IT'S NOT A GOOD TIME TO BE A WHITE MAN
May 20, 2009
My wife hates for me to talk about this subject. I am facing retirement from the ministry on June 1st and know that I immediately must find work elsewhere It's now a fact that less than five percent of people my age or older will be able to retire and stay out of poverty. The five percent who can are lottery winners and former CEOs.
Janice (my wife) knows that there is a startling fact she doesn't want us to talk about. That is, I have a one in twenty chance of finding employment and she has a one in three. She hates to discuss this because she might think at times that I would use this as an excuse for not finding work, or even trying. That, I can assure her, won't happen has I am lucky to have several hobbies, seven of which can bring in some income.
Consider this: As far as those hobbies are concerned, I could (and do) make money from advertising on this blog. I build and repair computers, do home and small business networking, umpire baseball games, do voice work for television and radio, not to mention supply preaching for churches.
Now consider this too: I have a doctorate and two master's degrees (all of which scares the living daylights out of the managers at McDonald's and Wal-Mart), and I have thirty two years of experience as - a Preacher. But get this startling fact: Mary Ann Newland, a social worker with the Virginia Employment Commission has categorized me (as well as other preachers/pastors) as - ready for this -- unemployable! Compound that with the fact that churches don't pay unemployment insurance (separation of church and state precludes this) and you have the fact that there is no such thing as unemployment benefits, especially for those who happen to be "laid off" or "fired without cause" from their churches.
But, alas, I digress. Yet for my wife's sake I will immediately say I don't seek the government's help nor will I look for a handout from taxpayers. But for other people, these are truly hard times!
Take the story of Rodney Ringler. Rodney is an unemployed blue collar white male without a college degree. He's hardly alone. Men like him have been the main victims of the current recession in the United States. Ringler is 49 years of age and has worked as a computer technician for the last eighteen years. He hasn't worked since December 22, 2007. He sees little light at the end of the tunnel.
Ringler told a local newspaper that he's "been looking to get into law enforcement because it's a growth area." But he's had no immediate prospects as no town, city or county near him is hiring.
One statistic that stands out in America's recession-stung economy is the unemployment rate for adult men: in April for the second month in a row it surged ahead of the national average to 9.4 percent versus 8.9 percent for all workers. The jobless rate for adult women was 7.1 percent.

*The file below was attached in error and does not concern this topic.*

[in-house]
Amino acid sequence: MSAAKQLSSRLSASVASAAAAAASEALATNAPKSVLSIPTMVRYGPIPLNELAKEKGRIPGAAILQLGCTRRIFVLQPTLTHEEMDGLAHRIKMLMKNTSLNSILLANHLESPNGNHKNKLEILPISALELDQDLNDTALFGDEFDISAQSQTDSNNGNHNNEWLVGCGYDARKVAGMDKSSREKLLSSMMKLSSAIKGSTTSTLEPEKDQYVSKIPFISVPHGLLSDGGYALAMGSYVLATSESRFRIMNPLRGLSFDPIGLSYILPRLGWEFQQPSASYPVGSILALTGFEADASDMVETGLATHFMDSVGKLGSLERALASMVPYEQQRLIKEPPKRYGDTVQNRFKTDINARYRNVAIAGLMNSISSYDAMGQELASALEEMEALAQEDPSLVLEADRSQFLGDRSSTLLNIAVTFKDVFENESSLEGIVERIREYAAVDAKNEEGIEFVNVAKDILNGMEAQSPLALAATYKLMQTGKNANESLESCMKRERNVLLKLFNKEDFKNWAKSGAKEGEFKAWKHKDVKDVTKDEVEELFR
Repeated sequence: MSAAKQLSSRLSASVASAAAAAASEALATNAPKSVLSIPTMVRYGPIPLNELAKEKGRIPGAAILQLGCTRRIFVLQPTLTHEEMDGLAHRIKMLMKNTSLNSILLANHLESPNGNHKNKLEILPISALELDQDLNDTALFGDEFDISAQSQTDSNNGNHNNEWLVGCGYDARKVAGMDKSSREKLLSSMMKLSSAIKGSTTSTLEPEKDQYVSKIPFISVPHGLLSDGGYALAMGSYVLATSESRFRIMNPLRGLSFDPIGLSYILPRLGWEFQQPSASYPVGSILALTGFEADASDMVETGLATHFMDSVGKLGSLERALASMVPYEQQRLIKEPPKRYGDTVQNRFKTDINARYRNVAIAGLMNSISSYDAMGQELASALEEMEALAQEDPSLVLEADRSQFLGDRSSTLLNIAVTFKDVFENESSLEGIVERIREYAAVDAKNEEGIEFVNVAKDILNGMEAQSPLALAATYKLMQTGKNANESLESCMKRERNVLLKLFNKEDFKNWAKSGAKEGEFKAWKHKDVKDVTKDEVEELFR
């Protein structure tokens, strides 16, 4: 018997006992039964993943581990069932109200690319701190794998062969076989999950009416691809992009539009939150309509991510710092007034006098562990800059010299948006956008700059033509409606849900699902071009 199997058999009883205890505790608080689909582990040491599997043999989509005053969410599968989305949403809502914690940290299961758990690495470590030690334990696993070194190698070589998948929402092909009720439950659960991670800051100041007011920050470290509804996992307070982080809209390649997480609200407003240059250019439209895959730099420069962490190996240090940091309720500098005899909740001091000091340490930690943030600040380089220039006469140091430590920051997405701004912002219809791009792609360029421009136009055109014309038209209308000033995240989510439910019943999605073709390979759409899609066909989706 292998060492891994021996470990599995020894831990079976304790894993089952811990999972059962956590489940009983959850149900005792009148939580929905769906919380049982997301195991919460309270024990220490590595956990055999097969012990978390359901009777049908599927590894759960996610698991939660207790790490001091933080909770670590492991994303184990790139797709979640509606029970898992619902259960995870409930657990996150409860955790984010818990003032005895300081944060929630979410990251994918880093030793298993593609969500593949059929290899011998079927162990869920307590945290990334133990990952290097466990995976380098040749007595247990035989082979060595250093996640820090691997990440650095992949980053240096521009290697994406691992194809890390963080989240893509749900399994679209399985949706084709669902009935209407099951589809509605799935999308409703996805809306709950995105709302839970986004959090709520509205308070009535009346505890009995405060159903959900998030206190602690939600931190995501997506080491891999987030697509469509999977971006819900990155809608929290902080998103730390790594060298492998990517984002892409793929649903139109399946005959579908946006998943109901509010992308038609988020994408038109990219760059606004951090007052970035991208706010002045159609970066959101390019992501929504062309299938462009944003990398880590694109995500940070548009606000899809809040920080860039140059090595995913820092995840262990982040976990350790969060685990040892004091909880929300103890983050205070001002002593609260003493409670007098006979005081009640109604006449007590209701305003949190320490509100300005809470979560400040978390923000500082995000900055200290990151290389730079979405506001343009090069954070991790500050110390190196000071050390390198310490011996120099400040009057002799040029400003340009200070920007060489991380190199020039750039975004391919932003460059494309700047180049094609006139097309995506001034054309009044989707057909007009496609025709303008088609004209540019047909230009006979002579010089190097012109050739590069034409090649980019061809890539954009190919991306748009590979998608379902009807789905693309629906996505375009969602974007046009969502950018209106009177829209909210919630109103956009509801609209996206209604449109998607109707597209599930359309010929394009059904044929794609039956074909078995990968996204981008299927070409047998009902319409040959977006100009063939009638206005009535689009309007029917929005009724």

Another interesting Labor Department statistic covering the period from September, 2008 through April, 2009 (eight months) shows that of the 5.85 million jobs lost, 3.6 million (or 62 percent) were held by white men. Black males lost the second most jobs during that period (1.1 million, or 19 percent). Women (white, black and Hispanic) lost the least for a combined total of only 1.05 million (or 18 percent).
There appears to be a logical reason for this strange statistic. White men account for most of the higher paying positions and the fact that women are still not making near the same wages as their male counterparts (about 82 percent), there you have the reason company CEO's, Presidents and share holders are laying off men. Simply put, they make a little more.
Add to that statistic the fact that when four higher paid men are laid off, three women will be hired to replace them, being paid an average of 50 to 60 percent less! Company owners and managers justify this pay differential due to lack of experience on the job, as they men they replace have been with their companies for years. Never mind, those three women will be doing the same as those four men laid off.
There are other reasons too: male-heavy sectors such as construction and manufacturing have been hard hit. But the implications may be dire for the broader economy and hamper the recovery as families that once had male breadwinners struggle.
Andrew Sum, a labor economics professor at Northeastern University noted that in the 2001 recession, 51 percent of all job losses were for men. "It was evenly split. But in this recession 80 percent of the jobs that have been lost have been men's."
Sum has studied this issue in great detail. He told Reuters that his research has uncovered the fact that men also incurred about 80 percent of the job losses in the 1990-91 recession. Yet Sum said by his calculations the numbers this time were dramatically different. In the 1990-91 recession, men lost 1.037 million jobs. They have lost 4.7 million to date in this one. Sum dates the beginning of the recession back to November, 2007.
Professor Sum notes that "this time around it is amazingly different in terms of the magnitude. It's difficult to compare to earlier recessions because women entered the workforce in big numbers from the 1970s, and industries that continue to grow such as health services favor women."